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The Bank of Korea lowers its 2020 growth outlook

The Bank of Korea

The Bank of Korea lowered its 2020 GDP growth forecast to 2.1 percent from its earlier prediction of 2.3 percent, as rising fears of the coronavirus epidemic heighten economic uncertainty in Korea.

SEE ALSO : Covid-19 changes consumption patterns in Korea

The adjustment came amid the virus’ emerging effects on the economy, with domestic consumption and export activities slowing, according to the central bank. The BOK also raised the likelihood of the economy contracting in the first quarter due to the “coronavirus shock.”

“The economy will suffer the strongest impact from COVID-19 in the first quarter, and the epidemic will have a much larger influence than any other viral outbreak in the past,” BOK Governor Lee Ju-yeol said in a press conference.

The economic contagion from the virus has become increasingly evident over the past two weeks, as Korea reported a surge in the number of confirmed infections, the central bank said. “The services industries, particularly tourism, food and retailing have been hit hardest by shrinking consumption caused by fear of the virus,” Lee said.

The downward readjustment of the GDP outlook came under the assumption that the spread of the epidemic will reach a peak in March before slowly dying down, according to the BOK chief. The central bank also kept its key interest rate at 1.25 percent during the second rate-setting meeting of the year.

Earlier, experts had remained poles apart over the possibility of a further rate cut to a record low 1 percent. Those in favor of the move argued that the sudden explosion of the virus has drastically weakened consumer confidence in recent weeks, and so the central bank should remain accommodative in its monetary policy.

But the BOK kept the rate unchanged from the previous level, reaffirming its decision to maintain a wait-and-see approach over the economic impact of COVID-19.

“The possible duration of the virus still remains to be seen, so members of the Monetary Policy Board decided not to be hasty in cutting the rate now,” Lee said.

But two of the seven-member board ― Cho Dong-chul and Shin In-seok ― voted for a rate cut to 1 percent, underlining their opinion that there was a need for monetary easing. The dovish members also urged the central bank to cut the rate in this year’s first meeting in January.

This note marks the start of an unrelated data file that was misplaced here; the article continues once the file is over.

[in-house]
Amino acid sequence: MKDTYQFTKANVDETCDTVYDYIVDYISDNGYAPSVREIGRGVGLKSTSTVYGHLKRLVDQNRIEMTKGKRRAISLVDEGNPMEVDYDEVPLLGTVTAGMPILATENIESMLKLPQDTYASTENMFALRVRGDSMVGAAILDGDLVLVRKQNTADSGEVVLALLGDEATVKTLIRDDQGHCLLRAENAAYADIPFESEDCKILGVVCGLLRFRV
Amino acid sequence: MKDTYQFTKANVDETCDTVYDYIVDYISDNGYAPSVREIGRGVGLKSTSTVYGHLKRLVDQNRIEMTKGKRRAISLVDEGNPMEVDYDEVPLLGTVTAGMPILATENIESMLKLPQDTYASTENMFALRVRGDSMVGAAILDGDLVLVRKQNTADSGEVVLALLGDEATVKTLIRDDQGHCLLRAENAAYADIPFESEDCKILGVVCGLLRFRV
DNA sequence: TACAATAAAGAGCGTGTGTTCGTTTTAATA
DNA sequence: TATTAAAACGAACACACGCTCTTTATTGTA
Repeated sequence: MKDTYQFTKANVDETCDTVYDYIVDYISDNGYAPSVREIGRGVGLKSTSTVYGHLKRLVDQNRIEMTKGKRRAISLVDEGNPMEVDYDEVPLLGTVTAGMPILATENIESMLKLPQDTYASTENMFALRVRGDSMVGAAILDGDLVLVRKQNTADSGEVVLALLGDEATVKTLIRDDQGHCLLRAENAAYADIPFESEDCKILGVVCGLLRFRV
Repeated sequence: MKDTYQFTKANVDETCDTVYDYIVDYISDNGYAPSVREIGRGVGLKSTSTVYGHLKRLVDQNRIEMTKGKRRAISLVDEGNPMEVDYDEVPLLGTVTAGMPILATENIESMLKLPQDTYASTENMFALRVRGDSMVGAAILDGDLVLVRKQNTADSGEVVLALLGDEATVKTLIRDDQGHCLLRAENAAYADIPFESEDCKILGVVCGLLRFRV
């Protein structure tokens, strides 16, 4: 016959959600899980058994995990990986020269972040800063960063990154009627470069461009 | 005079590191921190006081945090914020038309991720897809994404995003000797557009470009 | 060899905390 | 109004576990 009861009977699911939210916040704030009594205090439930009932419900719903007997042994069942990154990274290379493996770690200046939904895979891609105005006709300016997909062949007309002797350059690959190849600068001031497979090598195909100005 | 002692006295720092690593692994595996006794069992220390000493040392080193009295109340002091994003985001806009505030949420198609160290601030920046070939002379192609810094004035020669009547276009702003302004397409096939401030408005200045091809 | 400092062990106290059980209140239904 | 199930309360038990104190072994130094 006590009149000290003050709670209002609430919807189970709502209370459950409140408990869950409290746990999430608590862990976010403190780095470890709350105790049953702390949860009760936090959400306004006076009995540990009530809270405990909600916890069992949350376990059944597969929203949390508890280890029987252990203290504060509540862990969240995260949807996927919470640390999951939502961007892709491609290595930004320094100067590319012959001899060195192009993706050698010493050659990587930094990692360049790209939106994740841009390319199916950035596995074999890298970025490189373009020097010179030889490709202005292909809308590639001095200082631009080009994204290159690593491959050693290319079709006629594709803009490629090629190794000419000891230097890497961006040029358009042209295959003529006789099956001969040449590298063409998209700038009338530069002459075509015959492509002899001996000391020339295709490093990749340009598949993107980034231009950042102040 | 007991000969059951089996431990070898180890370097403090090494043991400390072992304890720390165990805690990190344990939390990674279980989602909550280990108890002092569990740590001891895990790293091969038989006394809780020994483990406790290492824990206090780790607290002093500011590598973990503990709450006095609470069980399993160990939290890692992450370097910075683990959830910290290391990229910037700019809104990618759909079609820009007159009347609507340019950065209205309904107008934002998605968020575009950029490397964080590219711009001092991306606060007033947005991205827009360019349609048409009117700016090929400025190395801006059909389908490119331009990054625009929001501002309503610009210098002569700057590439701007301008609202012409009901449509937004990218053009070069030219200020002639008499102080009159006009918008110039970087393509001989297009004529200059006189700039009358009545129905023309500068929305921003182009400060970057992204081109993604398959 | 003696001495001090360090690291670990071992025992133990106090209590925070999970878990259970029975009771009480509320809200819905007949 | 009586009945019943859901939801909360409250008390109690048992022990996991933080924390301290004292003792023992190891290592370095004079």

The central bank governor, however, explained that the board decided to maintain the status quo because potential rate cuts may add more confusion to the existing volatility on the financial market caused by the epidemic.

Microeconomic policies would be more effective than any adjustment in the rate, as most of the recent economic contractions have been due to market uneasiness stemming from the virus, he said.

The BOK also reflected on the government’s real estate policy to stop speculation in the property market and stabilize soaring apartment prices in Seoul and surrounding areas.

“We also did not slash the rate to be in line with the government’s real estate policy drive,” he said. Local economists argue that the government remains too optimistic in its outlook for the economy.

“It appears that it will be very tough for GDP growth to top the 2-percent mark in 2020, as the ongoing economic downturn will get even worse throughout the year along with the spread of the coronavirus,” Yonsei University professor Sung Tae-yoon said.

He said it would be risky for the central bank to cut the base rate amid growing instability in the local real estate and foreign exchange markets in the aftermath of the coronavirus outbreak.

“But when you look only at the current economic slump, it would not be surprising for the BOK to cut the rate further,” he said.

Cutting the rate can be meaningful in that it helps alleviate market uncertainty by sending a signal that the government is willing to play a proactive part in the issue, said Noh San-ha, another economist at the Korea Capital Market Institute.

SEE ALSO : Industries in Korea are affected by Covid-19

“A potential interest rate cut, in itself, cannot become a solution to the fight against the virus-driven economic slump, but the move will deliver a positive signal to relieve market confusion,” he said.

(Source: Korea Times)

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